What is “the King’s Torah”?

A number of readers have asked me to comment about the recent hullabaloo in Israel concerning the book Torat ha-Melekh. First, a few basic facts, for those unfamiliar with the story: about a year ago two rabbis from the West Bank settlement Yizhar, Yitzhak Shapira and Yosef Elitzur, published a book entitled Torat ha-Melekh, in which they discuss, on the basis of various Talmudic, midrashic and later halakhic sources, the question: Under what circumstances may one kill a non-Jew? More particularly: may one kill an innocent civilians, non-combatants, in time of war, and under what circumstances? What about women and children? The book (which I must confess I have not personally read, or even seen) evidently cites a broad range of situations in which such behavior are permissible. (The sub-text of the discussion is of course the behavior of the Israeli army during the December 2008 Gaza campaign known as “Operation Oferet Yetzukah” and its aftermath in which accusations were leveled against Israel of having violated international law and basic principles of morality, the report of the Goldstone Commission, etc.; and, perhaps more important, an attempt to justify sporadic violence between West Bank settlers and local Arabs, including violence against Arabs trying to harvest their olive orchards, torching of mosques, etc..) Calls were issued to investigate the book to determine whether its authors had violated the laws against racist incitement to violence. A few weeks ago two prominent rabbis, Rabbi Dov Lior of Kiryat Arba and Rabbi Yaakov Yosef (son of Rav Obadiah Yosef and known posek in his own right), who gave haskamot (a kind of “imprimatur”) to the book, were briefly detained by the police for questioning. In a controversy that generated more heat than light, the “Left” accused, not only its authors, but the two rabbis, of “racism”; the other side, in turn, held a demonstration against the High Court, using such slogans as “The Torah is above the Law.”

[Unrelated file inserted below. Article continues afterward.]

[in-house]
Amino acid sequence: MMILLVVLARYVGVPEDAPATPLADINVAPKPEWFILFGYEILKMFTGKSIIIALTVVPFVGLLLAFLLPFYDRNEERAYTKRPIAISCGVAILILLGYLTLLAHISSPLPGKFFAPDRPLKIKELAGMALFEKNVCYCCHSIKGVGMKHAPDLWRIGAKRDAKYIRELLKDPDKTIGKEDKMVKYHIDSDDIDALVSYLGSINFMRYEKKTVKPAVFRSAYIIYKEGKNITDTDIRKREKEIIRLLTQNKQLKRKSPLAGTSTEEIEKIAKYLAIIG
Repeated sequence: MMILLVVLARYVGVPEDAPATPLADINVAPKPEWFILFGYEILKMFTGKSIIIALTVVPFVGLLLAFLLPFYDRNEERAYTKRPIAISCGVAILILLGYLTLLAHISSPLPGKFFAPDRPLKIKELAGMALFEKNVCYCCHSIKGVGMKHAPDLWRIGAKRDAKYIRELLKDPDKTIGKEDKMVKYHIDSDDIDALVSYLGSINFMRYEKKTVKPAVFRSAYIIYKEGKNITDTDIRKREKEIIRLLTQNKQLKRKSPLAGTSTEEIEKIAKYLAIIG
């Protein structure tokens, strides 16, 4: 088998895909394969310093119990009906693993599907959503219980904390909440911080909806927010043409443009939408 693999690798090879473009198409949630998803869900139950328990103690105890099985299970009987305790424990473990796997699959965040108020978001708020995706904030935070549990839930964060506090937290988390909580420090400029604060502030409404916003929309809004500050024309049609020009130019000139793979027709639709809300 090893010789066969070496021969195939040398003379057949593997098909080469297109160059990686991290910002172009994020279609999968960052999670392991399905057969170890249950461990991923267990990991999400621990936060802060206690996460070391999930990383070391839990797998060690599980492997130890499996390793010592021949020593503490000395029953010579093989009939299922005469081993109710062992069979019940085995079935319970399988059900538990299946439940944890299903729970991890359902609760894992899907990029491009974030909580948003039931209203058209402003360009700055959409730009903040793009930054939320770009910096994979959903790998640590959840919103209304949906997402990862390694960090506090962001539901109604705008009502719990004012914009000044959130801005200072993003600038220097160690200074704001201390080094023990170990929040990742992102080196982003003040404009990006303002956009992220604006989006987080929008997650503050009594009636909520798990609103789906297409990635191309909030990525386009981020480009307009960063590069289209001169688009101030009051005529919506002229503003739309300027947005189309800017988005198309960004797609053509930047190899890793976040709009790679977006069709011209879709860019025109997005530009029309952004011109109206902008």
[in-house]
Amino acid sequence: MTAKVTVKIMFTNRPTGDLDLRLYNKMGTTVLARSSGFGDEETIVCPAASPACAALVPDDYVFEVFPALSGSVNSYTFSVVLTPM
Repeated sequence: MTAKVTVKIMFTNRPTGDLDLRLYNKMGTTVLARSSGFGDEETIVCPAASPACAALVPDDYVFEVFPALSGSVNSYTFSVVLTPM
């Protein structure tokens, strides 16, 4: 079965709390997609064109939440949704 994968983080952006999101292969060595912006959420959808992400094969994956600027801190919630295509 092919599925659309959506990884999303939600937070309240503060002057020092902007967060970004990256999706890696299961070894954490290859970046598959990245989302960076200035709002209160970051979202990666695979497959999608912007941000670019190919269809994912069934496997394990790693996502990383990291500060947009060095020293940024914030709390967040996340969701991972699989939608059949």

As I see it, the central issue is: Does Jewish law draw a distinction between the value of the life of a Jew and that of a non-Jew? And, if so, what does this mean, and what practical implications are to be drawn from this, if any? I will discuss these issues, including texts and translations, in the second half of this article.